No doubt that basketball is one of the US’s most popular national sports. As you know, the sport was credited as the brainchild of Dr. James Naismith, a Canadian-American physician, Christian chaplain, physical educator, sports coach, and innovator.
In 1891, at the age of 30, Naismith invented basketball to fulfill the need for an indoor sports game while it was too cold to practice other sports such as football or baseball outside.
Dr. Naismith also penned the 13 original basketball rules for the sport. That, in comparison to today where the NBA rule set requires 66 pages of printed documentation.
Over the years since the invention of basketball, those thirteen original rules grew into the 66-page monster currently controlling the sport. However, some strange and rather unusual rules made it into the NBA rule book. In this post, we will take a look at some of the lesser-known and rather unusual ones.
Naismith’s fouls Originally created with the intention to keep physical contact to a minimum the good doctor drew up a logical set of regulations and rules to uphold the core principles of his game. The original game rules allowed no free throws, instead, when a team made itself guilty of committing three fouls before the opposing team committed a single foul, the team with a clean record received a point. I wonder what Naismith would think about the Hack-a-Shaq?
Scoring Own Goals Players scoring on their own goal invariably find themselves in a highly embarrassing situation. However, both NBA and FIBA basketball rules state that field goals scored on one’s own basketball will be invalid if they’re deemed to have been scored deliberately. A pretty sound rule considering scoring on oneself is a pretty overt way of throwing a game.
Dunking During Warm-Up The dunk is one of the most exciting plays in basketball and its association with disrespect by the purists (and racists) has made for some of the stranger rules in basketball.
Many high school basketball leagues state that dunking the ball prior to the commencement of the game is illegal. Players may indulge in as much dunking as they please during the game, but before the game, the rules allow for zero dunking. Team members found in transgression of the rule may cost their team a technical foul, awarding their opponents a single free throw.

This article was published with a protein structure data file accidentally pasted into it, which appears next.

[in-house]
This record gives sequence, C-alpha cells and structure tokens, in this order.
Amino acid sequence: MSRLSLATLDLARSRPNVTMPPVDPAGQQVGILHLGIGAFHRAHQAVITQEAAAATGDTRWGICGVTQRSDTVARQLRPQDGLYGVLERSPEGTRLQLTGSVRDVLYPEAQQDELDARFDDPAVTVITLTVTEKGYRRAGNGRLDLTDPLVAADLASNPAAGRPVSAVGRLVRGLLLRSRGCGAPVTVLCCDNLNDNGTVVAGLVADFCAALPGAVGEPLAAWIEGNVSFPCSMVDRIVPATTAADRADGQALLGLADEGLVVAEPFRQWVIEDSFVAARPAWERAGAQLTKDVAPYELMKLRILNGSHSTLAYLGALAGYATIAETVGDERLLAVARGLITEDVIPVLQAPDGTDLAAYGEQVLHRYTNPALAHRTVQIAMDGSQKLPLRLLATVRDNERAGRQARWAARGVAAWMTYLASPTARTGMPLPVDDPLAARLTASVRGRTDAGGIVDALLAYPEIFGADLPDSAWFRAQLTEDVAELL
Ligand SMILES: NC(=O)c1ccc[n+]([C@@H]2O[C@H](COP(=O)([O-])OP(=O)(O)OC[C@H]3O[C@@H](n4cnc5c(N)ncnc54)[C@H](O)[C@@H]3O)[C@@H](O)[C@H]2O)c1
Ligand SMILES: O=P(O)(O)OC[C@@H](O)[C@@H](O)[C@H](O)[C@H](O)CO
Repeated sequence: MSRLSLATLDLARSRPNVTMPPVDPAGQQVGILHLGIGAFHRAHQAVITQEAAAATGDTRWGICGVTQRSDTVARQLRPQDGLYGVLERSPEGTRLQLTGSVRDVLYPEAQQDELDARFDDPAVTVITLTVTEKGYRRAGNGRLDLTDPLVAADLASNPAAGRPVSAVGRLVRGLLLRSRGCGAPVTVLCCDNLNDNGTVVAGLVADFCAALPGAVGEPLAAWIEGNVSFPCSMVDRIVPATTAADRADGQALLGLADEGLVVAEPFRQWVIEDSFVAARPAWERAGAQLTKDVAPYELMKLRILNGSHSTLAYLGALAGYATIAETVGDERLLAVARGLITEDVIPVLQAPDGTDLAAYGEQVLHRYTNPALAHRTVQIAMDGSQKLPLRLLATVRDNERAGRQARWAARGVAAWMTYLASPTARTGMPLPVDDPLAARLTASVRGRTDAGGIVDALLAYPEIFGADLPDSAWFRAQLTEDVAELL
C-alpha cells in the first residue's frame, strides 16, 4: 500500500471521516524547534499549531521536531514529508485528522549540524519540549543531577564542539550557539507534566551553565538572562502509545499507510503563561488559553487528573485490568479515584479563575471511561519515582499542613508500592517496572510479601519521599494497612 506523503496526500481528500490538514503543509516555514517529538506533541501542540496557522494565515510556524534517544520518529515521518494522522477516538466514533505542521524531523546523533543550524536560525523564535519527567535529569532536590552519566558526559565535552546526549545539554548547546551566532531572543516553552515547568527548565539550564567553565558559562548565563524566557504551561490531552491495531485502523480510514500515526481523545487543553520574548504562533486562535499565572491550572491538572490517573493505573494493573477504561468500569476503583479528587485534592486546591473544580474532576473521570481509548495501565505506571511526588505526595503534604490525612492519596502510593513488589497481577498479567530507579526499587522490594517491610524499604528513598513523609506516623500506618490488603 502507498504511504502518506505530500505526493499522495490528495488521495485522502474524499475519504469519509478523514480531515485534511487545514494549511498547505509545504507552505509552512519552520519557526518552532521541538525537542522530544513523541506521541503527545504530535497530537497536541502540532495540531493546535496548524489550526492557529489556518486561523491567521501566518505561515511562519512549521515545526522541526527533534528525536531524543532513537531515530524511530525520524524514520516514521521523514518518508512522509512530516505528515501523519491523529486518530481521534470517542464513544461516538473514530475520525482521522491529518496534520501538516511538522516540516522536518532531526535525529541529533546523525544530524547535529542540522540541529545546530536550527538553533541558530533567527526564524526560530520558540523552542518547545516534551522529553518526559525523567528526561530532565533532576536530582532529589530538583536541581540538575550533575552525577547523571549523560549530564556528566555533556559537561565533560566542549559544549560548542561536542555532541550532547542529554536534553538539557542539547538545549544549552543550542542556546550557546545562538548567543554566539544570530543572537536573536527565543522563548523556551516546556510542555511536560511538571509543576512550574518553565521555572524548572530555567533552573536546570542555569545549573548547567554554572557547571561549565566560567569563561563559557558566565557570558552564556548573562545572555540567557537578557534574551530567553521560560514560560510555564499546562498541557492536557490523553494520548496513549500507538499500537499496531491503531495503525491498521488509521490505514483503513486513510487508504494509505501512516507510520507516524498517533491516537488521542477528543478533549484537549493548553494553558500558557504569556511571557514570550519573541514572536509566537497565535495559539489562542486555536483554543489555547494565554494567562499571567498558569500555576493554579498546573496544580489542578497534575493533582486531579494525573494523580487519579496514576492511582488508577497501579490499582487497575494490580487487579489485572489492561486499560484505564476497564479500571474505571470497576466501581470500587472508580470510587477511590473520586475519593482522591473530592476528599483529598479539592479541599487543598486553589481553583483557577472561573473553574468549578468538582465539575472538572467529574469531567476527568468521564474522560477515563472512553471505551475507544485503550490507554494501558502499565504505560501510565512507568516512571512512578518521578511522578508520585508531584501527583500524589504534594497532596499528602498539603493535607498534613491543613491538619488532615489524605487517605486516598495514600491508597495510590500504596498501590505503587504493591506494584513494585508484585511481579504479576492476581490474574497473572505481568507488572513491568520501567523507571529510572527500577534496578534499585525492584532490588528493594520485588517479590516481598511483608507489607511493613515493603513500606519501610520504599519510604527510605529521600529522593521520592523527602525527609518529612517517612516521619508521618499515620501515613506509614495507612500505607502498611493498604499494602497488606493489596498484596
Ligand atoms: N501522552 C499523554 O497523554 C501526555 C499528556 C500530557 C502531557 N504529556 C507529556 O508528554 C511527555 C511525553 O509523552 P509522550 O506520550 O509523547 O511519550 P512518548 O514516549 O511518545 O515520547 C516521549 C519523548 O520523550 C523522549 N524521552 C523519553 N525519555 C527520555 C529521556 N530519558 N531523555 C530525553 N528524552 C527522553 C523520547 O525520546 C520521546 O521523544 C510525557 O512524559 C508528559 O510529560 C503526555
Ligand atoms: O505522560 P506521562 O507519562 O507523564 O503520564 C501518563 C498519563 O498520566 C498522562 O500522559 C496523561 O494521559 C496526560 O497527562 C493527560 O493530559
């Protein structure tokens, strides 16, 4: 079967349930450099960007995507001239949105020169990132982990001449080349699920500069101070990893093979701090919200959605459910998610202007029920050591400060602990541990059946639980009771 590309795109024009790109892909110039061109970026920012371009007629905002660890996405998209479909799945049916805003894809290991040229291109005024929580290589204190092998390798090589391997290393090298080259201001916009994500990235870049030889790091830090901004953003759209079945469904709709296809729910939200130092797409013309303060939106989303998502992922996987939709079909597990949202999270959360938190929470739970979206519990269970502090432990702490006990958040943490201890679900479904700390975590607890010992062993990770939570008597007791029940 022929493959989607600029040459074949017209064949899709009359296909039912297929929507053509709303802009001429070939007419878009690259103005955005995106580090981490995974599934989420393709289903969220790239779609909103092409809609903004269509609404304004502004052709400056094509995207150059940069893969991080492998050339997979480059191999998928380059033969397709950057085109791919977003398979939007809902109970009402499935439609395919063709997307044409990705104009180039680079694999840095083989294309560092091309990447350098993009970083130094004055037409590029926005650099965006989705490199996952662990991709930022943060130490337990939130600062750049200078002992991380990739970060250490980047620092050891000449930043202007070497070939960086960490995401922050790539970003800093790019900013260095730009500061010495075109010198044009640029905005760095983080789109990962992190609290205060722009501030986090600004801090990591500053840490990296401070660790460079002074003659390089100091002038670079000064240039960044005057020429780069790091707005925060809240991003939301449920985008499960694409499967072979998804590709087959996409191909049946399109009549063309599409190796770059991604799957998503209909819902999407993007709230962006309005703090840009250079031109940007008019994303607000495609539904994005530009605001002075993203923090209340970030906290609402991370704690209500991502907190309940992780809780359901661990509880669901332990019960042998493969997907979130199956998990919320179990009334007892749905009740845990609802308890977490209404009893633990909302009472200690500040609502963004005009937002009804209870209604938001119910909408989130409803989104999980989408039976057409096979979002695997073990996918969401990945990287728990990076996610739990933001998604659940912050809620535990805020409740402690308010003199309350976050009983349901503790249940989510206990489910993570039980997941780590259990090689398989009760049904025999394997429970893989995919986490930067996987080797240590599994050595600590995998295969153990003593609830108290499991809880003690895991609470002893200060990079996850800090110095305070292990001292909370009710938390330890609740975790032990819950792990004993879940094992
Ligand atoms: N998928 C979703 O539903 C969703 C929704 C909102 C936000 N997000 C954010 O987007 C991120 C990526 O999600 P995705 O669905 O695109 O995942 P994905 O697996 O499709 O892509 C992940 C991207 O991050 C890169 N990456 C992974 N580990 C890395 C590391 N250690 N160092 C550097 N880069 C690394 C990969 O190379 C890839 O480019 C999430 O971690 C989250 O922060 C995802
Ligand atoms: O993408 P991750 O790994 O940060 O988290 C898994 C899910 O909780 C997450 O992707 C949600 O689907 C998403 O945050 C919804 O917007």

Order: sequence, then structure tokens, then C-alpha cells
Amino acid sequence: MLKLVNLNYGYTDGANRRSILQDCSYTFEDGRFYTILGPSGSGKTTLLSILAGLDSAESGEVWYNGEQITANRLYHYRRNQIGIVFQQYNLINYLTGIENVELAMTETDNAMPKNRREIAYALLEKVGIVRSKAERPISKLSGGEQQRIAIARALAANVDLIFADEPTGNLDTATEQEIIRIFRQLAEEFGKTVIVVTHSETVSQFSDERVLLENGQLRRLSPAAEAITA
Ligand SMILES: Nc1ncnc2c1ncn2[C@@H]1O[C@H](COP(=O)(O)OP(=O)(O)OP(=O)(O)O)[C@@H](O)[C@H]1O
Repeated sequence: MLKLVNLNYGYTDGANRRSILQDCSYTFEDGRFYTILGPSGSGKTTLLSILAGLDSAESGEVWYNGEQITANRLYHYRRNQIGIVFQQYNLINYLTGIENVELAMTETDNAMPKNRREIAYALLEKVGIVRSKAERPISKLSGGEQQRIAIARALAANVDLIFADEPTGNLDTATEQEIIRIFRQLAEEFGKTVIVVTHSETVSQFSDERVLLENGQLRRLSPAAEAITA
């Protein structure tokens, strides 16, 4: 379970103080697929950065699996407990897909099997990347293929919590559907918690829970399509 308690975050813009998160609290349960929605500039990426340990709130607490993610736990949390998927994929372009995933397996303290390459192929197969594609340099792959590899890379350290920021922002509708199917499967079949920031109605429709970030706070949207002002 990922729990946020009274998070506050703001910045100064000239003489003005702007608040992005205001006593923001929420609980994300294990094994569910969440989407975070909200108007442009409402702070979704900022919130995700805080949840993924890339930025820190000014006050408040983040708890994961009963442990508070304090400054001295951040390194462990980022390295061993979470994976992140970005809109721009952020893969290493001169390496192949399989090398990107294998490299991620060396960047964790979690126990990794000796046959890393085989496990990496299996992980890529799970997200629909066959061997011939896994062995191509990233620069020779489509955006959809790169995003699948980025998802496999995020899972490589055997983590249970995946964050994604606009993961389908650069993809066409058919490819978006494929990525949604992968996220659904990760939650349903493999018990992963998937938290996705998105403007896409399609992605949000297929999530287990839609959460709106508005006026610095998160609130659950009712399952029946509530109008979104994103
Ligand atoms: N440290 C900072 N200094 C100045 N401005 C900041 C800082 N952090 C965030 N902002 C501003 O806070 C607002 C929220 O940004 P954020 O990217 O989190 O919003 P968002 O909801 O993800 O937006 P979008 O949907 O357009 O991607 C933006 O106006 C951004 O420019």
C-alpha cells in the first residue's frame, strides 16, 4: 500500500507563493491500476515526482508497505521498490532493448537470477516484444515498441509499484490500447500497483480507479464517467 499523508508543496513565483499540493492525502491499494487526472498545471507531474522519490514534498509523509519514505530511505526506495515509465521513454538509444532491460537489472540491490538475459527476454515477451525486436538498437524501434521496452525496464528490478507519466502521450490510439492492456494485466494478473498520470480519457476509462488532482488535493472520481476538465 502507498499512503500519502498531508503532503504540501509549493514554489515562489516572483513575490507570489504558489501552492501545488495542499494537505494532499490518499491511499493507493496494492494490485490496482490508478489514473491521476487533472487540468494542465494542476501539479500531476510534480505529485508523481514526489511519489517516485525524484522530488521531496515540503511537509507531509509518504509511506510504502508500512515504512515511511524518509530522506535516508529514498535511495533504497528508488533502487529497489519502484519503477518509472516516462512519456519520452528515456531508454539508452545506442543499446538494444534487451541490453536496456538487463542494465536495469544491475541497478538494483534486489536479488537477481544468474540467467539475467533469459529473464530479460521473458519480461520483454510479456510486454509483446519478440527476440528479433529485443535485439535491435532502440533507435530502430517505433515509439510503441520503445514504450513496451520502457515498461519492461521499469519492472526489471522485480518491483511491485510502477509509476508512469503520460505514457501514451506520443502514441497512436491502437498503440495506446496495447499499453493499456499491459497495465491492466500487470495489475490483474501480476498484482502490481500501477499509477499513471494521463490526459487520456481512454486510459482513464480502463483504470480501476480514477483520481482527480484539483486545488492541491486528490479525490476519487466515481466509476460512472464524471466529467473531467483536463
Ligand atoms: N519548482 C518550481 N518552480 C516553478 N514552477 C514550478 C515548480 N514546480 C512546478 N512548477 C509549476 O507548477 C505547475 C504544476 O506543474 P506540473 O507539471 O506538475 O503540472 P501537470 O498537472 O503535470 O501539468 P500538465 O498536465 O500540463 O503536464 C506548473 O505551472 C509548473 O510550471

Despite some weird rules, the explosive, fast-paced action garnered the game many followers even outside of the continental US. Its popularity makes it a firm favorite and virtually all bookmakers provide extensive coverage of events with many of the fans regularly engaging in placing a wager on their favorite team or player.
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Original Air Ball The illegality of advancing the ball without passing or dribbling it is a commonly known fact. All players regularly dribble the ball by bouncing it off the ground. However, few are aware of the fact that you may also dribble the ball by batting it into the air. It is according to the rules known as an air dribble. The ball must bounce on the ground before the player may touch it again and continue his dribble.
This created many past controversial decisions where a misunderstanding of the rule has resulted in defensive players being charged with a foul. In addition, the player with the ball may toss or flip it into the air and then bat or swat the ball in the direction he desires, where-after you may then run past or ahead of the defensive player and retrieve the ball.
After retrieval, players may resume their dribbling of the ball in the acceptable way, remembering if they catch the ball using both hands the dribble is considered completed and they must then either shoot or pass the ball. Since the dribble holds no real advantage, it is a rarely seen action.
It would be interesting to be in a room with Naismith and watch his head explode while he watched James Harden highlights. Like this article? Then you’ll want to check out our list of oddball rule changes that were inspired by NBA players.